The Gallatin River is a blue-ribbon trout stream that is just a short drive from Bozeman. This river is known for its pristine waters, scenic views, and excellent fly fishing opportunities. If you’re planning a trip to fly fish the Gallatin River, there are a few things you should know to make the most of your time on the water.
The Gallatin River is divided into three sections:
The Upper Gallatin, the Middle Gallatin, and the Lower Gallatin. The Upper Gallatin is the smallest section and runs from its headwaters in Yellowstone National Park to Big Sky, Montana. The Middle Gallatin runs from Big Sky to Manhattan, Montana, and is the most popular section walk and wade fishing. The Lower Gallatin runs from Manhattan to Three Forks, where it meets the Jefferson and Madison Rivers to form the Mighty Missouri River.
In terms of fly fishing, the middle Gallatin is the most productive section of the river. This section of the river has deep pools, riffles, and runs that are perfect for holding water for trout. The most common trout species found in the Gallatin River are rainbow and brown trout.
When planning a trip to fly fishing the Gallatin River, it’s important to consider the time of year. The best time to fish the Gallatin River is during the spring and fall when the water temperatures are cooler. During the summer months, the water temperatures can get too warm and the Gallatin can be placed on hoot owl restrictions. If you do plan to fish during the summer, it’s best to fish early in the morning or late in the evening.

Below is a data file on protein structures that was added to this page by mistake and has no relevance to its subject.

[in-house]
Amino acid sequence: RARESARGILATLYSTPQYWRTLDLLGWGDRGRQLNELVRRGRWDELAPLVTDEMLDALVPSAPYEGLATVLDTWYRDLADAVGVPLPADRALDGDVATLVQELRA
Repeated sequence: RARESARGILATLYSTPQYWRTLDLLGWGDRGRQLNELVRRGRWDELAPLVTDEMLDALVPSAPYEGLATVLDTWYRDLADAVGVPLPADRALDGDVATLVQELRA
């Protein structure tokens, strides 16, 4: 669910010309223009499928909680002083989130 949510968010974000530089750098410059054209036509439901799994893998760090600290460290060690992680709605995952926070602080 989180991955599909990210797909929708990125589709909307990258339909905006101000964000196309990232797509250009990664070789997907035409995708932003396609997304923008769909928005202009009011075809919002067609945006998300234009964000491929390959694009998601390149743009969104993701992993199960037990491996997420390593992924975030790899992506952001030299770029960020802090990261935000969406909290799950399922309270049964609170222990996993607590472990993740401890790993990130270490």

Fly selection on the Gallatin
The Gallatin River is known for its outstanding dry fly fishing opportunities. Some of the best dry flies to use on the Gallatin River include hoppers, caddis flies, and mayflies. If you’re fishing during the summer months, terrestrial patterns like ants and hoppers can also be effective. In addition to dry flies, nymphs and streamers can also be effective on the Gallatin River, especially during the spring and fall.
Equipment for Fly Fishing the Gallatin River
When it comes to equipment most Gallatin river guides will recommend a 9-foot, 5-weight fly rod is a good all-around choice. It’s also a good idea to bring a wading staff and boots with studs, as the river can be slippery. One of the benefits of fly fishing the Gallatin River is the variety of access points. There are a number of public access points along the river, including several state fishing access sites.
With excellent fly fishing, easy access and spectacular scenery it’s no wonder why this river is so popular among fly anglers.